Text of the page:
Our New Field – Guest Blog 

By Sarah Jameson

Last Autumn we bought a field at auction. Not just any field, but the 11.4 acre field alongside our house and garden here in the lovely Redlake Valley, where we have lived for 20 years.

Our field amongst the tapestry of fields in the Redlake (July 2019) by Sarah Jameson

We are really concerned about severe declines in biodiversity, and we want to learn how to manage the field for nature, so we are novice landowners, beginning on a very steep learning curve!

We were advised first of all to leave the field free of livestock for around 12 months to ‘see what came up’. This we did, and by the late spring of 2019, the plant list amounted to 100+ species of flowering plants, grasses and fungi. Nothing exotic or particularly rare, but a nice mix of traditional grassland and haymeadow-type plants and a number of axiophytes (indicators of good habitat and little poems in their own right, such as Parsley Piert, Early Hair Grass, Heath Grass, Silver Hair Grass, Prickly Sedge, Changing Forget-me-Knot, Betony etc).

The field seems to fall naturally into several habitat areas: damp and rushy at the bottom with a watercress-filled watering hole for livestock (fed constantly by an underground land drain, we think was dug in the 1940s), rising to steep-sided, thin-soiled, rounded ‘tumps’ (or hillocks) with their summer-flowering anthills. Above that, an area of (slightly!) more gently sloping grassland running right up to the top of the field with an ephemeral stream that courses down one side in Winter months. This part of the field was cut for hay in July this year. Roughly triangular in shape, the field is south-facing and free draining for the most part.

Drone view of the field (February 2019) by Sarah Jameson

There are no standing trees in the field, other than a single Willow. There are hedgerow trees, including Hawthorn, Blackthorn, Black Poplar, Hazel and Elder. The hedging is good in places, very patchy in others.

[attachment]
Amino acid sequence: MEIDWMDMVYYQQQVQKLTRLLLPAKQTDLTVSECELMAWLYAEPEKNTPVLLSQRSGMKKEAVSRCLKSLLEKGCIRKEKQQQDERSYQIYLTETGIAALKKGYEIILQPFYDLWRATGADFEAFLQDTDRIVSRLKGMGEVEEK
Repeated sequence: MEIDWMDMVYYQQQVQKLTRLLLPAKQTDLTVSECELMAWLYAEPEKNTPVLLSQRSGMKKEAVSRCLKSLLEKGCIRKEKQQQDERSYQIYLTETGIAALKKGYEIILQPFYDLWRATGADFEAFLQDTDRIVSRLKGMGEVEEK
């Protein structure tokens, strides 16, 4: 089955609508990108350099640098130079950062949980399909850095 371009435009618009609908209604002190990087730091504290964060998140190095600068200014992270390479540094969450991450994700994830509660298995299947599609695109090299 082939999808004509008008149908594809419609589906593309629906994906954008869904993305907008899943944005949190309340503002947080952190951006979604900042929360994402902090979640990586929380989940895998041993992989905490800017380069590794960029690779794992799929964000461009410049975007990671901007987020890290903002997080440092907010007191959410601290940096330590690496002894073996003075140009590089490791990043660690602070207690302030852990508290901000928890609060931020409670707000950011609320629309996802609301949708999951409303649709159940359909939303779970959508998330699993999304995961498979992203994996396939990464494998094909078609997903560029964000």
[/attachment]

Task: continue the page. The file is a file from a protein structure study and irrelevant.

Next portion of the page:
Serpentine hedge by Sarah Jameson

So, our future plans revolve around developing the field into a ‘mosaic’ of habitats to include:

  • At the bottom: rewetting the rushy area and planting it with ‘wet woodland’ cover (such as Alder and Willow) and creating some standing water by scooping out a pond.

  • On the tumps: managing the anthill meadows for their joyous blanket of summer wildflowers. This may involve scything off the standing (long grass) – another new skill to learn.

Anthill Meadow in setting sun (July 2019) by Sarah Jameson

  • In the main “hay meadow” area: introducing Yellow Rattle, the ‘meadow-maker’ in trial areas via locally-gathered seed to help establish more wildflowers. For now, the grassland areas will be managed by a combination of sheep grazing and mechanical – and manual! – grass removal.

Sheep grazing in the field (before 2018) by Sarah Jameson

Bales awaiting collection (July 2019) by Sarah Jameson

  • Planting trees. We do really want to plant trees too, but being keenly aware of the importance (and tragic decline) of hay meadows, we now think we will plant wide strips of trees along the hedgelines, rather than scattered copses, which would create more shade.

  • At some point, restoring the old fallen-down field barn whose dilapidated timber frame clad in rusty tin sheets had been something of a declining feature for some years.

We have had much help and guidance so far from a variety of knowledgeable people and are lucky to have neighbouring farmers who have cut and baled the hay and are keen to graze the land.

I have created a website and blog to chart our progress over time – so, a novice blogger and a novice land manager rolled into one! https://sarahnewinvention.wixsite.com/we-bought-a-field